Non Listening for me is about the intensification of the edge, or frame. This might be seen as an attempt to limit certain aspects of encroachment of the external environment, and it's almost always been part of my musical makeup. I'm very aware that it's almost heretical to praise not listening, but nevertheless I feel there is a place for it. I write these thoughts not needing or wanting to convince anyone of the correctness of these ideas, but only to explain how I approached playing these sessions.
If I attempted not to actively listen to John's piano as my hand descended towards the guitar laid out before me, what might happen? Possibly I might avoid triggering memories of the piano, memories that by definition would take me away from the immediate context and towards some looping representations of past occasions. Clearly this is not an absolute state because I imagine that some memory is needed to comprehend the present. But given that my aim is to focus my attention on the situation in that room, that room will likely contain thousands of references which will in turn trigger memories. The question for me then is how I might relate to whatever is occurring in that room, certainly not with any loquacious clarity but rather with the obmutescence of an object on a shelf.
So what I might mean by not listening is while I'm paying close attention to what I myself am doing, listening/hearing will be only a very small part of my comprehension of that complex room, or possibly listening might play no part at all. Listening will/may have become overwhelmed by the histories of painting/music/the instrument/ noise/the nature of success/the nature of failure/politics/poverty/ life/death/appropriation/who am I?, on and on. Despite these thoughts racing through me as my hand descends, failure beckons, there is nothing to prove, nowhere to go, nothing to do, perhaps there is only the prospect of failure, frustration, ineffectiveness, once more outmanoeuvred by the situation, hopefully to survive, and to carry off the moment another day.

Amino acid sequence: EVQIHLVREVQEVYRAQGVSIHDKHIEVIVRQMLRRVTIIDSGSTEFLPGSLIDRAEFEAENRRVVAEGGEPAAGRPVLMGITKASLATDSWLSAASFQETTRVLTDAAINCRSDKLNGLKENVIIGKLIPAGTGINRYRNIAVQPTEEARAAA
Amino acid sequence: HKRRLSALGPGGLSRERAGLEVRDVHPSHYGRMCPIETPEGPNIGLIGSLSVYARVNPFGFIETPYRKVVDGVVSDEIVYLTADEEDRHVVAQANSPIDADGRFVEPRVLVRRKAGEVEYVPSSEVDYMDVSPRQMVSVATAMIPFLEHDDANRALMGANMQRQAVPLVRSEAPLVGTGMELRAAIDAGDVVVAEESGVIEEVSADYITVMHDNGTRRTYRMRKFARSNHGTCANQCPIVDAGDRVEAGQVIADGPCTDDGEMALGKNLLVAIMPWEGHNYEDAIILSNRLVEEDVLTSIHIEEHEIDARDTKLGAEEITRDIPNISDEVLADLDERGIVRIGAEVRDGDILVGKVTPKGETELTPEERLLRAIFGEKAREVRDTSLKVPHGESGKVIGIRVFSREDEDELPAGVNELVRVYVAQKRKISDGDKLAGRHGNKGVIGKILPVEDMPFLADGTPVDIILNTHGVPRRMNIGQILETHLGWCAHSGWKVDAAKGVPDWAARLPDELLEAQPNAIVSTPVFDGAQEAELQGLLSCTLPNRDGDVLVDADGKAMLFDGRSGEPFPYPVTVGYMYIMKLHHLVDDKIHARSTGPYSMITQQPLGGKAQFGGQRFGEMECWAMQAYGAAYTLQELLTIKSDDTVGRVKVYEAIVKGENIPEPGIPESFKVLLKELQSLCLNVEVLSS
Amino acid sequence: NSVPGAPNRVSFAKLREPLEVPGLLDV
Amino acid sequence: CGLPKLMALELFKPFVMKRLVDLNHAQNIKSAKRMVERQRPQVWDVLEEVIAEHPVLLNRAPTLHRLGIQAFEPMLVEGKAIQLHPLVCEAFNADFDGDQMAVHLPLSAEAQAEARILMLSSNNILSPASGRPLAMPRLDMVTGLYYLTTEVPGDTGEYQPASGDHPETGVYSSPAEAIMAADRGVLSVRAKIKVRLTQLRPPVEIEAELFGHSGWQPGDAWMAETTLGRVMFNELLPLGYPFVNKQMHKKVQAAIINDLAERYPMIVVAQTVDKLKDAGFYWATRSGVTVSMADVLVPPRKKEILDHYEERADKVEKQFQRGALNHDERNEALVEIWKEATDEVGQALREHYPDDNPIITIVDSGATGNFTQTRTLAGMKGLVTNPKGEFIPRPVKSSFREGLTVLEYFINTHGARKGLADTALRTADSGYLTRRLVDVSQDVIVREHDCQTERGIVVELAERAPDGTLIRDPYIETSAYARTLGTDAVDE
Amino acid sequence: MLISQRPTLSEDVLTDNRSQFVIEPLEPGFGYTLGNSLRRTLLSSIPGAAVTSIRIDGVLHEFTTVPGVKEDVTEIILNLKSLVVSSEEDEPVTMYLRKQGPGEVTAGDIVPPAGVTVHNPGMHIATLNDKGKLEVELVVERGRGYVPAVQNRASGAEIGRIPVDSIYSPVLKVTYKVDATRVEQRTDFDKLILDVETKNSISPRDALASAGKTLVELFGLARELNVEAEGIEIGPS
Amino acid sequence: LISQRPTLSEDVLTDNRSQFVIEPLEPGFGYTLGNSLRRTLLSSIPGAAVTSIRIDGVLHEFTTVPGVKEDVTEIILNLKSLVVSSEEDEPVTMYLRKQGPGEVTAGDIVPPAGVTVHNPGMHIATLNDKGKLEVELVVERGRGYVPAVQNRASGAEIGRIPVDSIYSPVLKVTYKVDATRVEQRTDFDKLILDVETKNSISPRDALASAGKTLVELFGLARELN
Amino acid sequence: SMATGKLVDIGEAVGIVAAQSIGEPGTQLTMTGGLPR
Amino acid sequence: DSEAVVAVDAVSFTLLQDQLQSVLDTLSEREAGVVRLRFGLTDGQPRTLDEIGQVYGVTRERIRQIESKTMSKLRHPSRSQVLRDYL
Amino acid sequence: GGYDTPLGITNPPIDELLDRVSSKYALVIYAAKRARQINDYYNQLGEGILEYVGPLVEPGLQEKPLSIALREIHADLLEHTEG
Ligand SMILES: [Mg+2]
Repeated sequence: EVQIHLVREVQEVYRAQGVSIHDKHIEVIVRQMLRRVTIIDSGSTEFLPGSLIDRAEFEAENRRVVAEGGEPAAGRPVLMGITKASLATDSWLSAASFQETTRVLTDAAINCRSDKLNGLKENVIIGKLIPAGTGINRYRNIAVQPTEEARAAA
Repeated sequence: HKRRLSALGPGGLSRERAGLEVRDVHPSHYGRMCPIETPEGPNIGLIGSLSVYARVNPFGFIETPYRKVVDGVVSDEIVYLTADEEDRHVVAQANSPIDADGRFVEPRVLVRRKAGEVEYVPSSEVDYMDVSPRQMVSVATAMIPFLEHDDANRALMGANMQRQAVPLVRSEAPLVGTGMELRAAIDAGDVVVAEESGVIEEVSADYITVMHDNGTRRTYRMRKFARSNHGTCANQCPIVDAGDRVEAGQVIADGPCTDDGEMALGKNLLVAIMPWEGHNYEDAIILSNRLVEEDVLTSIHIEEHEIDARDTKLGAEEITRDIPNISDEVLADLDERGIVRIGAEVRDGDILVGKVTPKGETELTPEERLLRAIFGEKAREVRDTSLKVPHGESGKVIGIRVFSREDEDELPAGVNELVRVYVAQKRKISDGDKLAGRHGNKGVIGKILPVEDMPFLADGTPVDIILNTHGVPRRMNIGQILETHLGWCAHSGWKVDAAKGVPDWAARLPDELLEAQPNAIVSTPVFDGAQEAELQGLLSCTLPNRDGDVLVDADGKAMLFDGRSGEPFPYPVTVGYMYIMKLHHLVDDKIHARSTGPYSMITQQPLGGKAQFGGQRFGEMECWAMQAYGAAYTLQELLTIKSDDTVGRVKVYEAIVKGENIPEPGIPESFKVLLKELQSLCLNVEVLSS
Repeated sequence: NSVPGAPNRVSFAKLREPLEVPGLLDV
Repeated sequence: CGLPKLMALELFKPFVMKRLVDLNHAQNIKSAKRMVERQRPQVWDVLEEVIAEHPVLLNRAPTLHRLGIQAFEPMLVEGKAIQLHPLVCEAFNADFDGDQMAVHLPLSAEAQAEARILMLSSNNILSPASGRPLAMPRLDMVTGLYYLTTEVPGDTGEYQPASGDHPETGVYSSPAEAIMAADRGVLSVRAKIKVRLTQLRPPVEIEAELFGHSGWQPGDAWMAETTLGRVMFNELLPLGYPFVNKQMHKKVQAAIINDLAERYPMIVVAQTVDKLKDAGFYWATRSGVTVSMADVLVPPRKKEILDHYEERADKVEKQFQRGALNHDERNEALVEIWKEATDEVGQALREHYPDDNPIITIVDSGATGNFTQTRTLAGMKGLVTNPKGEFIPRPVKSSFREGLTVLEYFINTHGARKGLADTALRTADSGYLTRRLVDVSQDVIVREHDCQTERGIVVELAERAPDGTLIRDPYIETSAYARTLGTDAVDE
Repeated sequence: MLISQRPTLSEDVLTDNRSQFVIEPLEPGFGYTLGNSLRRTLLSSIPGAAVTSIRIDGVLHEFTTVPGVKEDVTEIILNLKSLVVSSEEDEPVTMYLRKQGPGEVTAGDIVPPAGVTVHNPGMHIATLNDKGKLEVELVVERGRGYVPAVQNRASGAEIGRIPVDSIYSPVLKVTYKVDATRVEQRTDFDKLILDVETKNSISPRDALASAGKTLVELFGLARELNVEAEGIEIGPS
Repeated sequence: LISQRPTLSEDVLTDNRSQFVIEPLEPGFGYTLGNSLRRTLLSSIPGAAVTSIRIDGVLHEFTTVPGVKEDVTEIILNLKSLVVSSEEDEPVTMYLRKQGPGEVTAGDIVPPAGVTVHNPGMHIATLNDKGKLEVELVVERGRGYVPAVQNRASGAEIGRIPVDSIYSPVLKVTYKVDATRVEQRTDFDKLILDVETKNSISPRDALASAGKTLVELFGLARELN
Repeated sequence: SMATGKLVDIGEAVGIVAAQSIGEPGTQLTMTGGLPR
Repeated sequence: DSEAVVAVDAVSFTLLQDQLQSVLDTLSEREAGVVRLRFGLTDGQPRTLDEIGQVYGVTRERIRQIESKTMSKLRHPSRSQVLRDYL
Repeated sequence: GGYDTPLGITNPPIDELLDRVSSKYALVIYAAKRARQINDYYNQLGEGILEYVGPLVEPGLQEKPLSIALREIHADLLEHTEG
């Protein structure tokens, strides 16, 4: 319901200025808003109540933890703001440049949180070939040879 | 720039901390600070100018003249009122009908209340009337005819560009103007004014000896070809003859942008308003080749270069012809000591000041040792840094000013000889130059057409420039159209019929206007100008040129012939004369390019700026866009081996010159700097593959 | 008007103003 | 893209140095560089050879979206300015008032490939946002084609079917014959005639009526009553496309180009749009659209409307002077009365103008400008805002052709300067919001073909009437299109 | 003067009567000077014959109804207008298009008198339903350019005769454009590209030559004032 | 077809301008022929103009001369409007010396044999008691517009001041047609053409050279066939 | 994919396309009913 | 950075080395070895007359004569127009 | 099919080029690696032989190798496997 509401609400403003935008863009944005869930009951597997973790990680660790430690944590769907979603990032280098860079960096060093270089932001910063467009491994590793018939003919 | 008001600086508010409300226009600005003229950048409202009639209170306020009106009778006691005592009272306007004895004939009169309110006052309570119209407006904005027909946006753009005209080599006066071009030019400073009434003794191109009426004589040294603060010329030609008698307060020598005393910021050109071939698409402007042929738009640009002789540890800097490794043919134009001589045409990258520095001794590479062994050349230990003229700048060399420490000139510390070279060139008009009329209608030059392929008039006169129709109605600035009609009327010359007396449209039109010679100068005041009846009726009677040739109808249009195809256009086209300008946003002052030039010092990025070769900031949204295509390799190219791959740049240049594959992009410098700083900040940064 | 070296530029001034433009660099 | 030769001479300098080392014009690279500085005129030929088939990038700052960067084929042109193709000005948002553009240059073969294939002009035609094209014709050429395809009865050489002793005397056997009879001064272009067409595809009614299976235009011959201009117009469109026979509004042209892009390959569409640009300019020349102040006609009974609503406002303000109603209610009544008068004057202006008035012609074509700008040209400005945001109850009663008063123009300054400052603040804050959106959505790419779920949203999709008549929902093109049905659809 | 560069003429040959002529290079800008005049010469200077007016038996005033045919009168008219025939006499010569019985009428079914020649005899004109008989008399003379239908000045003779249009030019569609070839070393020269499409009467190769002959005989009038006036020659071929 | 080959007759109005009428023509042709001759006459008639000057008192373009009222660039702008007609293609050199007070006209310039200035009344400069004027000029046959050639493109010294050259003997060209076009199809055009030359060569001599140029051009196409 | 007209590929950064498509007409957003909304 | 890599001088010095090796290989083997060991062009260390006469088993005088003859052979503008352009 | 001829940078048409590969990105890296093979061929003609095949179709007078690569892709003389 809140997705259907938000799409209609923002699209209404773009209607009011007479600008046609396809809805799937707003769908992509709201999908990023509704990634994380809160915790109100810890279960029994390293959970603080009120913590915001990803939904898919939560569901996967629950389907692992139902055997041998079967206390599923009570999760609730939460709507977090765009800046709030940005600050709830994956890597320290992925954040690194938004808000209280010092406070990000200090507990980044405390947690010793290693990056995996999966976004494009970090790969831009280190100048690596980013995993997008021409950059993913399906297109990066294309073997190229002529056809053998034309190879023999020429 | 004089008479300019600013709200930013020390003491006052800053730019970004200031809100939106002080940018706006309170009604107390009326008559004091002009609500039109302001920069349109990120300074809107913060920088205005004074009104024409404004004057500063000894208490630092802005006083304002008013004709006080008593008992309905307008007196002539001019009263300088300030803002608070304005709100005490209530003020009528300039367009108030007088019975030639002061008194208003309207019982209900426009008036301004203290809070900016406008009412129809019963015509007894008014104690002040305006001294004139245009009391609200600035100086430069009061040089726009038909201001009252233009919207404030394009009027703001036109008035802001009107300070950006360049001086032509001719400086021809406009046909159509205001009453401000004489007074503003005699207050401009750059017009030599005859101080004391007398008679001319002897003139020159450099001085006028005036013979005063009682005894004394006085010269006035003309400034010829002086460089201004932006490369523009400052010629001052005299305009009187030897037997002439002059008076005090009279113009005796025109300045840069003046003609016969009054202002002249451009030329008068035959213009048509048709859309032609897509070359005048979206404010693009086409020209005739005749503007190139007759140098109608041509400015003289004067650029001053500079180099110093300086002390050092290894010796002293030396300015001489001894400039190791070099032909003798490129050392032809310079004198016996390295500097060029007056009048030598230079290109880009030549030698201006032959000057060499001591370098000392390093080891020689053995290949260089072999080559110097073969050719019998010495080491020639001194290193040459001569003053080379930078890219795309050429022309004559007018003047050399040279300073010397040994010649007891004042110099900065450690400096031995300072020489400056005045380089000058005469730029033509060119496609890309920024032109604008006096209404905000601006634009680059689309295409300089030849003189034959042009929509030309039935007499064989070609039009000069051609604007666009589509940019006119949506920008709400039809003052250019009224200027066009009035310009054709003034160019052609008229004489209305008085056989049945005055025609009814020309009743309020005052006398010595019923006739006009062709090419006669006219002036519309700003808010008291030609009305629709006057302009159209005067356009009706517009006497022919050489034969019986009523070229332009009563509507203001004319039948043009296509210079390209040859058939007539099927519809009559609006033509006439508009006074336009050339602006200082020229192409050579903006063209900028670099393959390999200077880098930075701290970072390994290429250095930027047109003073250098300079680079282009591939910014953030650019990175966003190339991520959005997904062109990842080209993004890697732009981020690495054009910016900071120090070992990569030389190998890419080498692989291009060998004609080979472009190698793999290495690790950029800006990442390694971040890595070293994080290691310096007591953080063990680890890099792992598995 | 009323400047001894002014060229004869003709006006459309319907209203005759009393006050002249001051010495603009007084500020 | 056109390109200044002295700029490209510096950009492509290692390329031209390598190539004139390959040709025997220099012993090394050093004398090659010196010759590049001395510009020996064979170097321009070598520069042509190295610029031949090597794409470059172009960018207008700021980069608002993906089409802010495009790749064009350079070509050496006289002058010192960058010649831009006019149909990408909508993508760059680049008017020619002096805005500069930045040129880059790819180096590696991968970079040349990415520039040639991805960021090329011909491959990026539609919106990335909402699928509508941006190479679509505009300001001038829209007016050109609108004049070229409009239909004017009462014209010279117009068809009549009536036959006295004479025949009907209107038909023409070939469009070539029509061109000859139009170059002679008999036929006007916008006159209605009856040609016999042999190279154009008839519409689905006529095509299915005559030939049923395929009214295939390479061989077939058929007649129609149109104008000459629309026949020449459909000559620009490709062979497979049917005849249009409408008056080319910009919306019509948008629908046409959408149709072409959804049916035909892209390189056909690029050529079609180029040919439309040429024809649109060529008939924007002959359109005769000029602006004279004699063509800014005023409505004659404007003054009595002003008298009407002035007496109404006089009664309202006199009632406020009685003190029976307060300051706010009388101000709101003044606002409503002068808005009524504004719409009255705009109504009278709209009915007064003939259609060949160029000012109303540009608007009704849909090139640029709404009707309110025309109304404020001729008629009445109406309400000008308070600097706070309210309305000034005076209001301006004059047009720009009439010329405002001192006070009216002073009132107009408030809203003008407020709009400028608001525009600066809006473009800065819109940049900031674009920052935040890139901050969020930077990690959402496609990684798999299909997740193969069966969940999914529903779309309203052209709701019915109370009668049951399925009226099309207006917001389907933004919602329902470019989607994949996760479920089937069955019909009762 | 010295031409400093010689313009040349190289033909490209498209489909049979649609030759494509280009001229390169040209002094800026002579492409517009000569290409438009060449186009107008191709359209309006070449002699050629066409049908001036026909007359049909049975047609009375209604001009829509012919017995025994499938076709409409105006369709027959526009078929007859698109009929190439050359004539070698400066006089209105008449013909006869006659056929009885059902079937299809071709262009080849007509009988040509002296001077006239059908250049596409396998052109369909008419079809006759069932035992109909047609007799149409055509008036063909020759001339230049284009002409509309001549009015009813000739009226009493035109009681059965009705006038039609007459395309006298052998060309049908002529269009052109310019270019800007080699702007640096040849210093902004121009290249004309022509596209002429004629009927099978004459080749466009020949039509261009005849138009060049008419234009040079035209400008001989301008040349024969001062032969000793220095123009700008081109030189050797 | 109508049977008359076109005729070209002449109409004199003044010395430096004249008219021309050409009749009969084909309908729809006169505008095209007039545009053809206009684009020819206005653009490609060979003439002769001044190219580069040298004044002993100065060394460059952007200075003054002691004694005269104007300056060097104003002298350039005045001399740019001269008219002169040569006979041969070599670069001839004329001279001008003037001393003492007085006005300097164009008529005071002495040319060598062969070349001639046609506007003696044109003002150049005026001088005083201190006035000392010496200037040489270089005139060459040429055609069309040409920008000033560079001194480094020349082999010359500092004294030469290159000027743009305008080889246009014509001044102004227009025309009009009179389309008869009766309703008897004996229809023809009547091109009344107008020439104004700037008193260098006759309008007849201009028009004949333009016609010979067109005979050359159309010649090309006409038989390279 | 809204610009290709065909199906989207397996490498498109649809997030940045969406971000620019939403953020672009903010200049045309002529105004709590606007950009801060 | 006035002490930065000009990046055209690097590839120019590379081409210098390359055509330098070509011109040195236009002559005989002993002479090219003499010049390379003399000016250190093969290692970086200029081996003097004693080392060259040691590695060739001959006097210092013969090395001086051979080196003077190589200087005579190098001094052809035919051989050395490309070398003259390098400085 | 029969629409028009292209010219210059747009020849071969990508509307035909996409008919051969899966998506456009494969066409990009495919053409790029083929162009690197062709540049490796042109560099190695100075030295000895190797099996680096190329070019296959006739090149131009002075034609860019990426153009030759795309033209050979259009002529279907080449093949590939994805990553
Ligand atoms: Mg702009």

John and I were both members of the Scratch Orchestra, and at its heart, Scratch Music is a music of accompaniment. So for me, this recording is an aspect of scratch music. Music of accompaniment, very English, I think of Bream, of Moore. Both the piano and guitar are amplified, the guitar through electricity and the piano through its resonating table/soundboard. This utilisation of electricity permits the guitar a particular hard-edged abstraction and very high volume, while the piano, like many acoustic instruments, tends towards a lyrical abstraction. In the duo, I tried to juxtapose these abstractions, along with electricity's other characteristic of extremely low volume. Also contrasted is the guitar's ability of producing extremely long notes/sounds against the piano's short and decaying notes. The continuous sound becomes the zero and the piano the digit, quite appropriately fingered by Tilbury, and my fingers hardly ever touching the strings of my guitar.
Oh! But why 'the history of Zero'? I guess because it seems to me that
Zero's history reminds me of the history of silence, "Zero makes shadowy
appearances only to vanish again almost as if mathematicians were searching for it yet
did not recognize its fundamental significance even when they saw it."
And James Wierzbicki points out in Silence as Music, "It seems odd that the English language's most comprehensive reference source on music, the 1980 New Grove Dictionary of music, devotes not even a single sentence to silence."
One could quite well substitute silence in place of Zero.Keith Rowe, July 2003